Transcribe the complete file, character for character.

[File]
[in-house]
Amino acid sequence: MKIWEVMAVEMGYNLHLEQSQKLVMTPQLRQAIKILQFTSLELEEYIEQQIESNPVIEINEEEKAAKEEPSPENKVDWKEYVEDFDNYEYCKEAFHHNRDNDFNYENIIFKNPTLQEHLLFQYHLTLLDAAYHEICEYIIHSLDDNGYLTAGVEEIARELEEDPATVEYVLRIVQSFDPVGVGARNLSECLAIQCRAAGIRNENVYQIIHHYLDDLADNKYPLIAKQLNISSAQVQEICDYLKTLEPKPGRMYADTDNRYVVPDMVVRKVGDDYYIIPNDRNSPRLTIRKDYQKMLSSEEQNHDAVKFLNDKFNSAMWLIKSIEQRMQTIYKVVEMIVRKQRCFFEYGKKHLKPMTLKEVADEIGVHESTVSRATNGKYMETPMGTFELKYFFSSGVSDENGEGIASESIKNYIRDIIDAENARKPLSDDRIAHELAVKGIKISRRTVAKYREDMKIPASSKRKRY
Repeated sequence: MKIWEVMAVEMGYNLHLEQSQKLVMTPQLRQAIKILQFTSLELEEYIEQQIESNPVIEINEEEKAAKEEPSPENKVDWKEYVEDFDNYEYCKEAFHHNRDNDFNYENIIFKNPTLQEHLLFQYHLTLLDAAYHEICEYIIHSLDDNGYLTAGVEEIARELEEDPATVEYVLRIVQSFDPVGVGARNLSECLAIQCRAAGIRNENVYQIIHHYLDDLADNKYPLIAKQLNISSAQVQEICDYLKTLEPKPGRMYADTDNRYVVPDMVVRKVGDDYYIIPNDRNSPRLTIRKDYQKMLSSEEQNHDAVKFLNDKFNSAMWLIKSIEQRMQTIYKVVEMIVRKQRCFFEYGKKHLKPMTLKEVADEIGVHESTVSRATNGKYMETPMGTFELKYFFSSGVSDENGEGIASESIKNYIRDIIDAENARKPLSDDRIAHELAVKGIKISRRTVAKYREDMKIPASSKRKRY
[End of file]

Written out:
[in-house]
Amino acid sequence: MKIWEVMAVEMGYNLHLEQSQKLVMTPQLRQAIKILQFTSLELEEYIEQQIESNPVIEINEEEKAAKEEPSPENKVDWKEYVEDFDNYEYCKEAFHHNRDNDFNYENIIFKNPTLQEHLLFQYHLTLLDAAYHEICEYIIHSLDDNGYLTAGVEEIARELEEDPATVEYVLRIVQSFDPVGVGARNLSECLAIQCRAAGIRNENVYQIIHHYLDDLADNKYPLIAKQLNISSAQVQEICDYLKTLEPKPGRMYADTDNRYVVPDMVVRKVGDDYYIIPNDRNSPRLTIRKDYQKMLSSEEQNHDAVKFLNDKFNSAMWLIKSIEQRMQTIYKVVEMIVRKQRCFFEYGKKHLKPMTLKEVADEIGVHESTVSRATNGKYMETPMGTFELKYFFSSGVSDENGEGIASESIKNYIRDIIDAENARKPLSDDRIAHELAVKGIKISRRTVAKYREDMKIPASSKRKRY
Repeated sequence: MKIWEVMAVEMGYNLHLEQSQKLVMTPQLRQAIKILQFTSLELEEYIEQQIESNPVIEINEEEKAAKEEPSPENKVDWKEYVEDFDNYEYCKEAFHHNRDNDFNYENIIFKNPTLQEHLLFQYHLTLLDAAYHEICEYIIHSLDDNGYLTAGVEEIARELEEDPATVEYVLRIVQSFDPVGVGARNLSECLAIQCRAAGIRNENVYQIIHHYLDDLADNKYPLIAKQLNISSAQVQEICDYLKTLEPKPGRMYADTDNRYVVPDMVVRKVGDDYYIIPNDRNSPRLTIRKDYQKMLSSEEQNHDAVKFLNDKFNSAMWLIKSIEQRMQTIYKVVEMIVRKQRCFFEYGKKHLKPMTLKEVADEIGVHESTVSRATNGKYMETPMGTFELKYFFSSGVSDENGEGIASESIKNYIRDIIDAENARKPLSDDRIAHELAVKGIKISRRTVAKYREDMKIPASSKRKRY